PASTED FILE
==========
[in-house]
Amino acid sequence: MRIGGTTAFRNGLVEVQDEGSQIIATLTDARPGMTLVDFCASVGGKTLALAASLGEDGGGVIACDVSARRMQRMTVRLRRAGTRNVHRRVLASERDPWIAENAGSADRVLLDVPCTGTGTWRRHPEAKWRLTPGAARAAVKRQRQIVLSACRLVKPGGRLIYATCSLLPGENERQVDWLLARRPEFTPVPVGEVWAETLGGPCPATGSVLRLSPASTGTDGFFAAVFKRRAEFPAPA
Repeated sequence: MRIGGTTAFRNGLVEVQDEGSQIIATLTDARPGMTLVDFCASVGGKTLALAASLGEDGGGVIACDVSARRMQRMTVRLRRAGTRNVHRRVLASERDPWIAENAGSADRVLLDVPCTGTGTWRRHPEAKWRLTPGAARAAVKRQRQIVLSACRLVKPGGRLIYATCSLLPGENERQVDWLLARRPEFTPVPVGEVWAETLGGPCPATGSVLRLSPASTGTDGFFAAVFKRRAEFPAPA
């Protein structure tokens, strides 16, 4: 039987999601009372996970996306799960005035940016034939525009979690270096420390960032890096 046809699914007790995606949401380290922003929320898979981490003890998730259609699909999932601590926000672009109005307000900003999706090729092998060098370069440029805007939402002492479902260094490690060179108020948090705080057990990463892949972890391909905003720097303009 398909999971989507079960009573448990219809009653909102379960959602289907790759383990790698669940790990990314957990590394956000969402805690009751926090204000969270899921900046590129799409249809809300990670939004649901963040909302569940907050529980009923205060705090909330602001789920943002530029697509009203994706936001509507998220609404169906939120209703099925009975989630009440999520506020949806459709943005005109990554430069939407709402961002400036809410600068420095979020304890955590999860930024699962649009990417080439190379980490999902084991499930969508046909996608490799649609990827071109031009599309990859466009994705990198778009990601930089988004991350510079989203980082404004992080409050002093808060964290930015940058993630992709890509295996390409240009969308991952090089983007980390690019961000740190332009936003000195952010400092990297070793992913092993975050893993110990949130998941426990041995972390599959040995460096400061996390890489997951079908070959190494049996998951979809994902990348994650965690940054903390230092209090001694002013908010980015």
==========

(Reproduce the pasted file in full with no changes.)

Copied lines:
[in-house]
Amino acid sequence: MRIGGTTAFRNGLVEVQDEGSQIIATLTDARPGMTLVDFCASVGGKTLALAASLGEDGGGVIACDVSARRMQRMTVRLRRAGTRNVHRRVLASERDPWIAENAGSADRVLLDVPCTGTGTWRRHPEAKWRLTPGAARAAVKRQRQIVLSACRLVKPGGRLIYATCSLLPGENERQVDWLLARRPEFTPVPVGEVWAETLGGPCPATGSVLRLSPASTGTDGFFAAVFKRRAEFPAPA
Repeated sequence: MRIGGTTAFRNGLVEVQDEGSQIIATLTDARPGMTLVDFCASVGGKTLALAASLGEDGGGVIACDVSARRMQRMTVRLRRAGTRNVHRRVLASERDPWIAENAGSADRVLLDVPCTGTGTWRRHPEAKWRLTPGAARAAVKRQRQIVLSACRLVKPGGRLIYATCSLLPGENERQVDWLLARRPEFTPVPVGEVWAETLGGPCPATGSVLRLSPASTGTDGFFAAVFKRRAEFPAPA
């Protein structure tokens, strides 16, 4: 039987999601009372996970996306799960005035940016034939525009979690270096420390960032890096 046809699914007790995606949401380290922003929320898979981490003890998730259609699909999932601590926000672009109005307000900003999706090729092998060098370069440029805007939402002492479902260094490690060179108020948090705080057990990463892949972890391909905003720097303009 398909999971989507079960009573448990219809009653909102379960959602289907790759383990790698669940790990990314957990590394956000969402805690009751926090204000969270899921900046590129799409249809809300990670939004649901963040909302569940907050529980009923205060705090909330602001789920943002530029697509009203994706936001509507998220609404169906939120209703099925009975989630009440999520506020949806459709943005005109990554430069939407709402961002400036809410600068420095979020304890955590999860930024699962649009990417080439190379980490999902084991499930969508046909996608490799649609990827071109031009599309990859466009994705990198778009990601930089988004991350510079989203980082404004992080409050002093808060964290930015940058993630992709890509295996390409240009969308991952090089983007980390690019961000740190332009936003000195952010400092990297070793992913092993975050893993110990949130998941426990041995972390599959040995460096400061996390890489997951079908070959190494049996998951979809994902990348994650965690940054903390230092209090001694002013908010980015």